When trying to choose the best speaker system for your application you may find yourself confronted by a bewildering list of specifications. You might be thinking, "I just need to pick a speaker that is a good fit for my power amplifier. Why does this say 600 watts in one place and 2400 watts in another? What do all these numbers and unfamiliar words mean?" There seem to be a lot of variables to consider but what do they tell you about the system's capabilities? Let's take a look at some commonly published specifications you might encounter and become familiar with their meaning and application.
What kind of speaker do you need?
One of the first decisions you'll want to make is selecting a speaker that is suitable for the signal you want to put through your speaker. If you want a basic full-range speaker that can handle both highs and lows (for example a stand-alone PA speaker or a keyboard amplifier system) you need to be able to cover the full spectrum of frequencies. On the other hand if you want to amplify bass or low frequencies only (as you might do with a sub-woofer system) you only need to reproduce a particular range of frequencies. The specification that tells you the range the system can reproduce efficiently is called Frequency Response. Often it will look something like this:
Frequency Response: 54 Hz – 20 kHz (-10dB)
Frequency refers to the speed at which the sound wave cycles. Slower frequencies produce lower notes (bass). The faster the wave cycles the higher the tone will sound (treble). In the spec above we are provided the lowest and highest frequencies the system reproduces effectively, so the low end covers down to 54 Hz (Hz or Hertz is a measurement of cycles per second) and the high end extends up to 20 kHz (kilohertz which refers to how many thousands of cycles per second). It is important to note that the speaker doesn't simply cut off the sound above and below these limits, but rather the limit indicates the frequency where the sound level produced drops below a certain threshold. Our sample specification notes (-10dB). Past that point the system will still produce sound, but the output sound level (volume) will continue to be lowered. At some point the system will not be useful going lower and putting high power at these frequencies far below specification can get into damaging the speaker. High end products may use more rigid guidelines for what they consider too low, so when comparing systems be sure you take the variations into account.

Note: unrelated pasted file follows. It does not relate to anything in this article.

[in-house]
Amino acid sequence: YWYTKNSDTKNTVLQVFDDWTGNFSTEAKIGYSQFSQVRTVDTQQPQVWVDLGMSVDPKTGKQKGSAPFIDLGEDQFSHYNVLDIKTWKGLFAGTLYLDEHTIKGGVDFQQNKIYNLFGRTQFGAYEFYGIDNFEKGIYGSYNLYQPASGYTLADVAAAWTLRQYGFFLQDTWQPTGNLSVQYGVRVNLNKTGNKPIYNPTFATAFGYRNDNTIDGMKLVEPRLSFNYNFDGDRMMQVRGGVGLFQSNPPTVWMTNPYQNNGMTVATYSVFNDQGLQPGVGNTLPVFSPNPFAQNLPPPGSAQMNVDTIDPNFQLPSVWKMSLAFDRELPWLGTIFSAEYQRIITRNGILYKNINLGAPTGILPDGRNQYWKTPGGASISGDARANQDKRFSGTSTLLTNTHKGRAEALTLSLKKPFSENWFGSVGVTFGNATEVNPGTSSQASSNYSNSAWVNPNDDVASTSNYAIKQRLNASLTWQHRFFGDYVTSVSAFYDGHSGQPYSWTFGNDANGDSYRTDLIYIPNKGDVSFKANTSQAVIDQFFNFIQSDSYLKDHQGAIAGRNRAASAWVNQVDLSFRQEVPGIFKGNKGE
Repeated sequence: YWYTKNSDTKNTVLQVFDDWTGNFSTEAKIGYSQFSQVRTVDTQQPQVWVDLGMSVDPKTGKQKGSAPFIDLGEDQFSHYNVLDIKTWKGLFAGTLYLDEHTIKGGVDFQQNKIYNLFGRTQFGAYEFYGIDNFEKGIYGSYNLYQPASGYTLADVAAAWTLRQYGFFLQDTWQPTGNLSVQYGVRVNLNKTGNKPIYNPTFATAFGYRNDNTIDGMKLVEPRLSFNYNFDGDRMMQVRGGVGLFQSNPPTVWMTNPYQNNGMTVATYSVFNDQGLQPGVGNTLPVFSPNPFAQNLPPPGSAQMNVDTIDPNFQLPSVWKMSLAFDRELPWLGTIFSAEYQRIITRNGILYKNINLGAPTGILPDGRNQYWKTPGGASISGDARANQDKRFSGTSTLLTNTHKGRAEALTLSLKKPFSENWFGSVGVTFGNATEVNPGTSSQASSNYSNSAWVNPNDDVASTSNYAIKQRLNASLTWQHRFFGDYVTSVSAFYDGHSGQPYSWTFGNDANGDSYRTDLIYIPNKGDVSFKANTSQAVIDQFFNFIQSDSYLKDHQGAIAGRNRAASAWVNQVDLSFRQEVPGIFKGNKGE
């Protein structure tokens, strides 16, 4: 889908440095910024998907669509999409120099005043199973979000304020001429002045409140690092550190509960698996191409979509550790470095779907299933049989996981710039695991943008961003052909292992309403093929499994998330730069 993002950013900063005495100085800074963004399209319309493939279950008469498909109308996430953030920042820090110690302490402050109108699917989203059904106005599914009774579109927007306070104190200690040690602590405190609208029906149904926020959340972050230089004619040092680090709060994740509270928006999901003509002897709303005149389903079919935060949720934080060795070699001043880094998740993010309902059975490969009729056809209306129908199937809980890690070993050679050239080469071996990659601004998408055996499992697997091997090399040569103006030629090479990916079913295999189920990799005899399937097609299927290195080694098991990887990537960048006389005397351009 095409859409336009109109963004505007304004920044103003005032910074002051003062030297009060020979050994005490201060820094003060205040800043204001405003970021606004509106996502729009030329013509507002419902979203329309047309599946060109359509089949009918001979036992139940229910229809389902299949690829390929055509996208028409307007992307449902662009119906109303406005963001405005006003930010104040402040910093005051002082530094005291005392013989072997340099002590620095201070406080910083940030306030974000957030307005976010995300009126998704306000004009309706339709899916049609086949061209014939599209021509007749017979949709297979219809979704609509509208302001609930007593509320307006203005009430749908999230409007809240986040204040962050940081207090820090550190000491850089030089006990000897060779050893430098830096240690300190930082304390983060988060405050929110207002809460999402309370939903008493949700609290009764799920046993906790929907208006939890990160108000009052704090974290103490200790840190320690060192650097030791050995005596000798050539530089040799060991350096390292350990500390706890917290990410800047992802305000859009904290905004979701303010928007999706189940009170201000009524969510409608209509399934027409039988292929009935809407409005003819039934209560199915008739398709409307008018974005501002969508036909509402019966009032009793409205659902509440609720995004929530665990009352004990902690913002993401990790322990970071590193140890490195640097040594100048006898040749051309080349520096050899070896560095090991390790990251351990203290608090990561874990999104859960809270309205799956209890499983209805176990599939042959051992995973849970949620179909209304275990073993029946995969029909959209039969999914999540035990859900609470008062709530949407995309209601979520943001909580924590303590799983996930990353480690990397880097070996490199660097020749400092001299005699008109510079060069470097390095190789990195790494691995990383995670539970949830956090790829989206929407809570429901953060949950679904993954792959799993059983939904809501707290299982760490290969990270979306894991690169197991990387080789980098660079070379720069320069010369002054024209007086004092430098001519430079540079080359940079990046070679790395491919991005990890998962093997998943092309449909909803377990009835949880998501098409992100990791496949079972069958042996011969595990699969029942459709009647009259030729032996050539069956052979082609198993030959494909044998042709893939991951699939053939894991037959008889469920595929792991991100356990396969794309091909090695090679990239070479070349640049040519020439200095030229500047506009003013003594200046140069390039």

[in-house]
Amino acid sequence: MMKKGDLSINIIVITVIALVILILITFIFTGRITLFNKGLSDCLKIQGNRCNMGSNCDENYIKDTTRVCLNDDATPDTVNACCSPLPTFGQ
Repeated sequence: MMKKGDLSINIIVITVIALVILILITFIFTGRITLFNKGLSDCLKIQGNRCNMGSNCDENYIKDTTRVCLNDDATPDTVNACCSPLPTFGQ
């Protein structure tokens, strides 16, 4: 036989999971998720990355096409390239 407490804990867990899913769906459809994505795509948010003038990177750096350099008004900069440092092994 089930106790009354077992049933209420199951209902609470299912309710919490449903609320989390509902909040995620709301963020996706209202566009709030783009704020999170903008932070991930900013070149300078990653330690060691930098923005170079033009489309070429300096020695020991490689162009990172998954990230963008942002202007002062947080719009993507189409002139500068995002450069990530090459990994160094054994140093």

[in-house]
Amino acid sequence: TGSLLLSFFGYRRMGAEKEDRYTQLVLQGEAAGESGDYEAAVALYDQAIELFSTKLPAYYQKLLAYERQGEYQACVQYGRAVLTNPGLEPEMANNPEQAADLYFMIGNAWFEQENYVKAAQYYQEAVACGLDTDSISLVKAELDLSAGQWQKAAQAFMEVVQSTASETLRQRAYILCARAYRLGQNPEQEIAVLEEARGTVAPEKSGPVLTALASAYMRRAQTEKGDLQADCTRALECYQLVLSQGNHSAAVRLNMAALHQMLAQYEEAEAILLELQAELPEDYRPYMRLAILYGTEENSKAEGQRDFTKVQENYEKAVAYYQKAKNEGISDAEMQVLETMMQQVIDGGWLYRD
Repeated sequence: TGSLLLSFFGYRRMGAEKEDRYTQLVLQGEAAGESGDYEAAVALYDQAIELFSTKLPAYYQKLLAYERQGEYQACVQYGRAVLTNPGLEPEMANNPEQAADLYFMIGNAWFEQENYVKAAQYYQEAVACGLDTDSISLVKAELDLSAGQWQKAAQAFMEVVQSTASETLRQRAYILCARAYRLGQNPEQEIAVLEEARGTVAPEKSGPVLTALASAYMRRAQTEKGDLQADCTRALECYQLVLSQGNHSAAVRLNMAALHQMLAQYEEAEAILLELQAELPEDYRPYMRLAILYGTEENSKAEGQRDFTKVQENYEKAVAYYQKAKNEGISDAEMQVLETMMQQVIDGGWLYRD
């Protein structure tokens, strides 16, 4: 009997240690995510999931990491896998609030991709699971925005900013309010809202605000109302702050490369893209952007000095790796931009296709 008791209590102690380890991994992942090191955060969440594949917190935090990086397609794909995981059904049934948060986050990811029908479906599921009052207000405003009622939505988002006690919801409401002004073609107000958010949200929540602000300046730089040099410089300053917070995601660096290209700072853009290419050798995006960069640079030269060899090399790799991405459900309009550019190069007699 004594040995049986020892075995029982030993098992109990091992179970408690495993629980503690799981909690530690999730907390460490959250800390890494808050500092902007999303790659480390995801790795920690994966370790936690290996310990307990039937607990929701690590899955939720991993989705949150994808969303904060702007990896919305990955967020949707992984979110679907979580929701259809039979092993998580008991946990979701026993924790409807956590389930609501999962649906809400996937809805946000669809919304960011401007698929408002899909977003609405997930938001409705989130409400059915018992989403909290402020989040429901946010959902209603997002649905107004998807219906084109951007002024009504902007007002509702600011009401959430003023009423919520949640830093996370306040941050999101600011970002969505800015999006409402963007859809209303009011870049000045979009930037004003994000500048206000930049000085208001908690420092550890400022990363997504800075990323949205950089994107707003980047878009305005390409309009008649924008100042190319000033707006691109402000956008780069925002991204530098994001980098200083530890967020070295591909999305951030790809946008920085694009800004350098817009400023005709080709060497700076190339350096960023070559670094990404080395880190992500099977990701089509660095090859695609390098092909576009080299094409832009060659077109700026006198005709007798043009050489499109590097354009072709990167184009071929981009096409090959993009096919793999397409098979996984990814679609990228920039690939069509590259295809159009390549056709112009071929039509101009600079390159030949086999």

Sensitivity (1w @ 1m): 100dB
Another important specification to check is Sensitivity. What this tells you is how much sound pressure level, or SPL, the speaker can produce given a specified input signal level and at a specified distance from the speaker. This tells you how efficient it is. A speaker with a higher sensitivity will give you a higher output level from the same signal input, so you can get more volume out of the same amplifier with a high efficiency speaker. This is measured in decibels. In our sample spec the system yields 100dB from a 1 watt signal at a distance of 1 meter.
The sensitivity is also tied into the frequency response. The average level of the frequency response is the sensitivity, and the ends of the frequency response correspond to the amount down from the sensitivity. In our case the -10dB down from the 100dB would be the level at the ends. Our example system should be close to 90dB at 54Hz.
Maximum SPL: 128dB Cont/ 131dB Prog / 134dB Peak
Here we use the term “SPL” in the specification. This is the maximum SPL output the speaker can produce and remain within the rated specs for frequency response and power handling. How loud can this thing get? Notice, there are three different specs: Cont (continuous power), Prog (program power) and Peak power, which we'll explain in the next section.
Part 2 of this series will cover Power Ratings, multi-way crossover systems and coverage specs.